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The Wisdom of the Cross

Kim Melnick

Nov 24, 2023

A Sermon Reflection

This past Sunday, as Pastor Dashawn Cousins exposited Romans 9:14-18, a passage considered difficult to understand by many, he reminded us that, as we face the unknown mysteries of God, we must trust in the truths about Him that are clearly revealed in the Scriptures and we must remember that He alone is God.

In Pastor Dashawn’s memorable words, “In the midst of the unknown, we must trust what God has shown because He is God alone.”

As we studied our passage, we saw that God is good, He is just and He is able to do as He pleases. And when we don’t understand His ways, we must trust in His character. I highly recommend that you listen to his sermon found HERE.

Pastor Dashawn reminded us that, while we may not understand how God’s Sovereignty and man’s free will work together in salvation, it is at the cross where we see the goodness, the sovereignty, the faithfulness, the love, the holiness, the glory, the steadfastness, the mercy, the justice and the grace of our God.

It is also at the cross where we see, in the most glorious way, the wisdom of God on display. And we see that God provides what sinners need to be righteous in His sight, in a way that does not compromise His own character and judgment.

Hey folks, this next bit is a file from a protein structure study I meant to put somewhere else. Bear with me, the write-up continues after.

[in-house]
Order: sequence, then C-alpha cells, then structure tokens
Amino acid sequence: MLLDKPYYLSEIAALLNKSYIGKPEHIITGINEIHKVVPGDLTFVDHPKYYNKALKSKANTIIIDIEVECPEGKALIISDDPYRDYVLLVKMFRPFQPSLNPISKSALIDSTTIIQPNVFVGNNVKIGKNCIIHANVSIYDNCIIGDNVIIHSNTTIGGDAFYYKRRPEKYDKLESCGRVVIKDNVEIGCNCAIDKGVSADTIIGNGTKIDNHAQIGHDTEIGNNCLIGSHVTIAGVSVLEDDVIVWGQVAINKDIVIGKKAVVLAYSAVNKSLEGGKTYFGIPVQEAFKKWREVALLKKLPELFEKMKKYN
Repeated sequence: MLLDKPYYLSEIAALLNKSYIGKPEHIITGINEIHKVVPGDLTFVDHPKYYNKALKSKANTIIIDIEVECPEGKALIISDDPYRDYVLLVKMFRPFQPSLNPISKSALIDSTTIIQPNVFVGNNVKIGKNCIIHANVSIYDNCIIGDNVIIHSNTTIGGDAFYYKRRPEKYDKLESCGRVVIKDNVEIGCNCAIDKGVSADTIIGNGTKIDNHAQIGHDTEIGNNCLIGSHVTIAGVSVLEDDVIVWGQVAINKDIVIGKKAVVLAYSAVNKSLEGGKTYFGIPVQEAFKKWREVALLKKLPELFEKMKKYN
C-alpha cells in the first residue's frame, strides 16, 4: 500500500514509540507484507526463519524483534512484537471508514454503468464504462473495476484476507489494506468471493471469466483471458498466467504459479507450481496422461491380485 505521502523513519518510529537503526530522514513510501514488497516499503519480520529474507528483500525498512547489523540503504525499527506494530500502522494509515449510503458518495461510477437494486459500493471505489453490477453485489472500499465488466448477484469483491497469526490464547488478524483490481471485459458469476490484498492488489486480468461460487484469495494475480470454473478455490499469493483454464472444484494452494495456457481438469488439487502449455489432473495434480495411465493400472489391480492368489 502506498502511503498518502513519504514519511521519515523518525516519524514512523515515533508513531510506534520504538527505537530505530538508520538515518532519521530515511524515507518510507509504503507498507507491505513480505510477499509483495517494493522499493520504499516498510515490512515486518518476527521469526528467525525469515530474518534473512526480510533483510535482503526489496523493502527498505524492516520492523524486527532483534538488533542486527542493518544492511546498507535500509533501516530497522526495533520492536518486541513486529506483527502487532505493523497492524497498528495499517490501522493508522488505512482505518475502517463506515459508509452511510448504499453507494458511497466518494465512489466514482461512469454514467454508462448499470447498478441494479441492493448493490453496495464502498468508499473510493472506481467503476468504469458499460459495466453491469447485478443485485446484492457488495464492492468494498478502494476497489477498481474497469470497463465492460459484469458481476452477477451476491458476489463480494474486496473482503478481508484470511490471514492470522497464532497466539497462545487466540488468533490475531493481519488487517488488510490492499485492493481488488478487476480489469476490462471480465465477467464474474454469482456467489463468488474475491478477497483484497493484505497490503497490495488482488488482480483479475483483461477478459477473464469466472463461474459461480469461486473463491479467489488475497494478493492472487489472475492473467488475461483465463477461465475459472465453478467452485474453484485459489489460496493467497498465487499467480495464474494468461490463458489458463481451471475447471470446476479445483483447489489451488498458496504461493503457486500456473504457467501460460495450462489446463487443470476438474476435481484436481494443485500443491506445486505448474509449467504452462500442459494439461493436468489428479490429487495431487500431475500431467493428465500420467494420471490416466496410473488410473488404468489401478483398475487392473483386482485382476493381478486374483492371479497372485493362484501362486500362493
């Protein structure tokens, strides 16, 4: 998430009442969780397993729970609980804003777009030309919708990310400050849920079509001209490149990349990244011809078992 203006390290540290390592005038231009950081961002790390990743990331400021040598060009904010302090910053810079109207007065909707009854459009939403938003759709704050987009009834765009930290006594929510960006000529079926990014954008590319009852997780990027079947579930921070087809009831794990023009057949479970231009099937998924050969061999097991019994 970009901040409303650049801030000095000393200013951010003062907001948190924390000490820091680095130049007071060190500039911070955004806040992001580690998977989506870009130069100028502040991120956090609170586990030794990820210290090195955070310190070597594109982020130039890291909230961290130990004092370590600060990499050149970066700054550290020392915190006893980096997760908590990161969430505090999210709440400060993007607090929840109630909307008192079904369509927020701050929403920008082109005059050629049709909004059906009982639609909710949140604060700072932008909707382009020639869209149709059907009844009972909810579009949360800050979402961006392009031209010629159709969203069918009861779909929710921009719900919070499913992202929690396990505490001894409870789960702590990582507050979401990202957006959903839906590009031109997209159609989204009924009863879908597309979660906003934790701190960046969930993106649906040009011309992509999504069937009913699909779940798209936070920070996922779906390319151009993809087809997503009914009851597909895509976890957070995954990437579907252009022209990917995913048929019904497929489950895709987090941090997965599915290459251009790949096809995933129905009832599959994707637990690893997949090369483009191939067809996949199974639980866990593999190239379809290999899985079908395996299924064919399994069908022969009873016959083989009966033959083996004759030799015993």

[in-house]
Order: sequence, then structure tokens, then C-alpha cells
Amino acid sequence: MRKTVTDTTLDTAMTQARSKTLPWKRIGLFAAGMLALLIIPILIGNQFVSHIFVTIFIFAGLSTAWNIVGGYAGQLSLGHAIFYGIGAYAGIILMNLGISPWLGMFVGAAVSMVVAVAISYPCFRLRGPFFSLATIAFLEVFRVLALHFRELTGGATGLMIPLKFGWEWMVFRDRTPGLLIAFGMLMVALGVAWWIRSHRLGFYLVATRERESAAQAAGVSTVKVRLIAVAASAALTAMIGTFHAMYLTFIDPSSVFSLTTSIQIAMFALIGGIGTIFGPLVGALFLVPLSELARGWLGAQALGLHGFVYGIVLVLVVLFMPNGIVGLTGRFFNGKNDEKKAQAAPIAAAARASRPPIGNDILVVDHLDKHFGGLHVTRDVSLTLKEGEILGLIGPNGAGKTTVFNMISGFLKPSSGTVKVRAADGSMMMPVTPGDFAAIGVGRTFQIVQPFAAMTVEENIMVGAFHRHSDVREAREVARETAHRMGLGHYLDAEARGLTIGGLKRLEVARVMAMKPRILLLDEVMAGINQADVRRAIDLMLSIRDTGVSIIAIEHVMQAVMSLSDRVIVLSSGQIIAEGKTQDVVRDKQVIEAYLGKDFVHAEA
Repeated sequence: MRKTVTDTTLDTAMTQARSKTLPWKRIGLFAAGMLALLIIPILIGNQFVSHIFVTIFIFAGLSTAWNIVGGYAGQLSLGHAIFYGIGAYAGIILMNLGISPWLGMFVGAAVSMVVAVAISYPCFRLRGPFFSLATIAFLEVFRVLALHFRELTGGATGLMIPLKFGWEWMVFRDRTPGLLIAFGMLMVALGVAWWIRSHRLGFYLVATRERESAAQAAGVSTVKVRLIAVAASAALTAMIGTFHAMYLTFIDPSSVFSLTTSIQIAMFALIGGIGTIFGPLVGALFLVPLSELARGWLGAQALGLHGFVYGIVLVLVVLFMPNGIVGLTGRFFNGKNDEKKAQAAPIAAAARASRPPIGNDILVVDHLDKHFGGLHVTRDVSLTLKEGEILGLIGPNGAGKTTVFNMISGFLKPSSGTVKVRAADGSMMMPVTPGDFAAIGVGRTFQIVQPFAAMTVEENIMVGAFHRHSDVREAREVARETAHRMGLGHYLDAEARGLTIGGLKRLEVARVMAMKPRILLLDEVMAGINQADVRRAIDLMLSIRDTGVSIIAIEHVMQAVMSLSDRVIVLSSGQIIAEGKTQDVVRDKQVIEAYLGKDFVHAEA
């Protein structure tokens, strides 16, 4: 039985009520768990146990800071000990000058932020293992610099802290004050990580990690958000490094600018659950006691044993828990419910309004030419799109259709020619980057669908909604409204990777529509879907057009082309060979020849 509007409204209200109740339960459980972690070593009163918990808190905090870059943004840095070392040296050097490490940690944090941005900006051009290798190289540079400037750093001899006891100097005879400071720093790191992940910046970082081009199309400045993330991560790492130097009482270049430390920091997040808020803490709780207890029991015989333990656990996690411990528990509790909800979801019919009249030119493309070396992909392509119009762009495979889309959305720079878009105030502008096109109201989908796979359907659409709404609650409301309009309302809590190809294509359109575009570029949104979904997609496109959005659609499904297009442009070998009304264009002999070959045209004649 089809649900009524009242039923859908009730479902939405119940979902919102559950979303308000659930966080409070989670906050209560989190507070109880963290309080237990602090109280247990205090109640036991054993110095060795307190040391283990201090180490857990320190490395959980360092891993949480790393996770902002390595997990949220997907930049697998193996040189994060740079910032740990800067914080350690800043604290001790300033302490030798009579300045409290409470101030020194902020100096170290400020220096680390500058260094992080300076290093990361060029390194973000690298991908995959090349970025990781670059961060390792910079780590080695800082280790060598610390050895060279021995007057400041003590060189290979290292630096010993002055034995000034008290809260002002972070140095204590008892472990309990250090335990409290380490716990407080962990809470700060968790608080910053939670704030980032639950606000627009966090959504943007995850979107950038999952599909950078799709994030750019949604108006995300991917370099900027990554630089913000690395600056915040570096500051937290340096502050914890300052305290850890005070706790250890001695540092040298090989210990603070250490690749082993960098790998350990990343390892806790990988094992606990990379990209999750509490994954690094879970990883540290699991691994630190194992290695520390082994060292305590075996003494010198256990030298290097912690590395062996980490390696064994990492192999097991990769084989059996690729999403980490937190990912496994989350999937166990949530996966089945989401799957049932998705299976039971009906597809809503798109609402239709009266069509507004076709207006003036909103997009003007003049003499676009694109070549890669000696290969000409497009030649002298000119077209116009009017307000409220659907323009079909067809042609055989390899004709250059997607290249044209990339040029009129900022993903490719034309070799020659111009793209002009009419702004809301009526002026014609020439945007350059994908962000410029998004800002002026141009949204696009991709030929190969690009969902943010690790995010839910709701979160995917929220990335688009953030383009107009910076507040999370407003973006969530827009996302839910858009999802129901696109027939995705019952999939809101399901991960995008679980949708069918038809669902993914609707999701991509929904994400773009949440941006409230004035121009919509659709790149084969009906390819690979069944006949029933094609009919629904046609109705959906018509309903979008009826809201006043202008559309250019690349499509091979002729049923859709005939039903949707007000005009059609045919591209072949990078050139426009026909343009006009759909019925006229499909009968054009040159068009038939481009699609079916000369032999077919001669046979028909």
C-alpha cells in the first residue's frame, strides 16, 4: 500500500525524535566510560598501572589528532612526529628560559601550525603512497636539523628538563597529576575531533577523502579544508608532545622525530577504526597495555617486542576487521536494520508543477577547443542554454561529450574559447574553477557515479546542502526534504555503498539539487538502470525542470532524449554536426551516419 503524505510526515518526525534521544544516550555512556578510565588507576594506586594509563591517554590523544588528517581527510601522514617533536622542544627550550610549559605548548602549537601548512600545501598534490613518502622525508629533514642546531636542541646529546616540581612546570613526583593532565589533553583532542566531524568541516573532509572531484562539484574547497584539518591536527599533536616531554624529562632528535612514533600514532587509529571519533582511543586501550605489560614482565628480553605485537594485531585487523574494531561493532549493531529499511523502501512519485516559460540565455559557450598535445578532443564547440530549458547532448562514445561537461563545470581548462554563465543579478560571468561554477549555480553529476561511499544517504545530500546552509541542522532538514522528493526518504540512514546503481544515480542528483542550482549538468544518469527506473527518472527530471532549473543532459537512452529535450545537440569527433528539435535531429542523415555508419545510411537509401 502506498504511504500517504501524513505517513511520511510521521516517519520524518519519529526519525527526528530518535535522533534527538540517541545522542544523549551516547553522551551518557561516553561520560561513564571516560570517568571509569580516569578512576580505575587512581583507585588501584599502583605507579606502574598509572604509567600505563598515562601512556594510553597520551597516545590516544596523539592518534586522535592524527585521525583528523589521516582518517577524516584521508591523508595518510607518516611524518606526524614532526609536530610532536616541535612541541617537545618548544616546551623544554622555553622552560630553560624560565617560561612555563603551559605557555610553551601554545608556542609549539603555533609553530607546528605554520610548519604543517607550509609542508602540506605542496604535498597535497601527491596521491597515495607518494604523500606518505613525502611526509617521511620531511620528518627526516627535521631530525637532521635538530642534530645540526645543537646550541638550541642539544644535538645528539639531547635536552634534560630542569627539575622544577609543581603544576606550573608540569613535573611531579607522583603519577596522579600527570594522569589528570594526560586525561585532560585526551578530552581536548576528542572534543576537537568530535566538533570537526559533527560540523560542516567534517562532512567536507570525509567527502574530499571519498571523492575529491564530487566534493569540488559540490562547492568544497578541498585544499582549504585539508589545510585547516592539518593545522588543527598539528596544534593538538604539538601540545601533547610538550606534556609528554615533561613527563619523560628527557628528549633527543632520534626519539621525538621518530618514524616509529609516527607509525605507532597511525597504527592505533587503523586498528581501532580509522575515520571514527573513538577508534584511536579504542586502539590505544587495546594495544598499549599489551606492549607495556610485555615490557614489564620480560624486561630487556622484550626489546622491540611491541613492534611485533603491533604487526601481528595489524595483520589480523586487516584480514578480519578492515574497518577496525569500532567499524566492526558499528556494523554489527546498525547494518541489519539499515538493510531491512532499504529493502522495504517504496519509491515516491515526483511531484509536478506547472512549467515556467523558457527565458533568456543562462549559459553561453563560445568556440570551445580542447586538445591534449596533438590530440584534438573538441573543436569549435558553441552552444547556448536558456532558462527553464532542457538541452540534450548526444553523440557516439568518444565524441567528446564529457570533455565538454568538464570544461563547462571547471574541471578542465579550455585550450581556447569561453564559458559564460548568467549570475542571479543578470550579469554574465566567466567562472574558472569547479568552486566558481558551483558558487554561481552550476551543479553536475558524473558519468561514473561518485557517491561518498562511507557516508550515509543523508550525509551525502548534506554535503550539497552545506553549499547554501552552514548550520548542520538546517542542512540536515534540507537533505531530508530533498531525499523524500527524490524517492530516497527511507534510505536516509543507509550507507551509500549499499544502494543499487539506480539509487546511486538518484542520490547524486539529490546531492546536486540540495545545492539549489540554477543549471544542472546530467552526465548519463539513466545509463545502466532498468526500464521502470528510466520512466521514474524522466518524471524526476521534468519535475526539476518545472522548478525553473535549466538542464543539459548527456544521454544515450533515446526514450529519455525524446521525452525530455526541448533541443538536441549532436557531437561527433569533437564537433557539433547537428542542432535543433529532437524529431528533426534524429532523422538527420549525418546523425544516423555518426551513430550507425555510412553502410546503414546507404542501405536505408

Let’s take a closer look at the wisdom found in the Gospel.

Throughout the Old Testament, we see God’s chosen people, the Jewish nation, continually rebel against the Lord in spite of the great favor and wisdom He has shown to them. They received warnings, opportunities for rescue and the countless blessings of the Lord.

And yet, from the patriarchs, to the kings, to the judges - the pattern of sin and rebellion continued. We see, in our own lives, how we have failed as well. But we also see, through the entirety of Scripture, a God who expresses a longing to redeem and restore people to Himself.

As we read the Old Testament, we are left wondering,  how will a good and holy God resolve the tension in this dilemma? None are faithful and the situation seems hopeless.

While it leaves no confusion in the mind of God, it may leave some of us, after reading the Old Testament, feeling a tension that could be summed up by the wisdom of Proverbs 17:15

“He who justifies the wicked and he who condemns the righteous are both alike an abomination to the Lord.”

We are left asking, how can a Holy God ever restore sinful, broken people to Himself?

And, this is where we see, in a glorious way, the wisdom of the cross.

We see, in this proverb, two things that God considers an abomination:

  • Justifying the wicked. Basically, letting the criminal off the hook without even a slap on the wrist. This is declaring the one who committed the crime to be not guilty.

  • Condemning the righteous. This is just the opposite. Allowing the innocent to be blamed and punished.

The Lord hates these things.  And when we see these actions in the news or in the lives of those around us, we too are rightly angered. We know that this is wrong.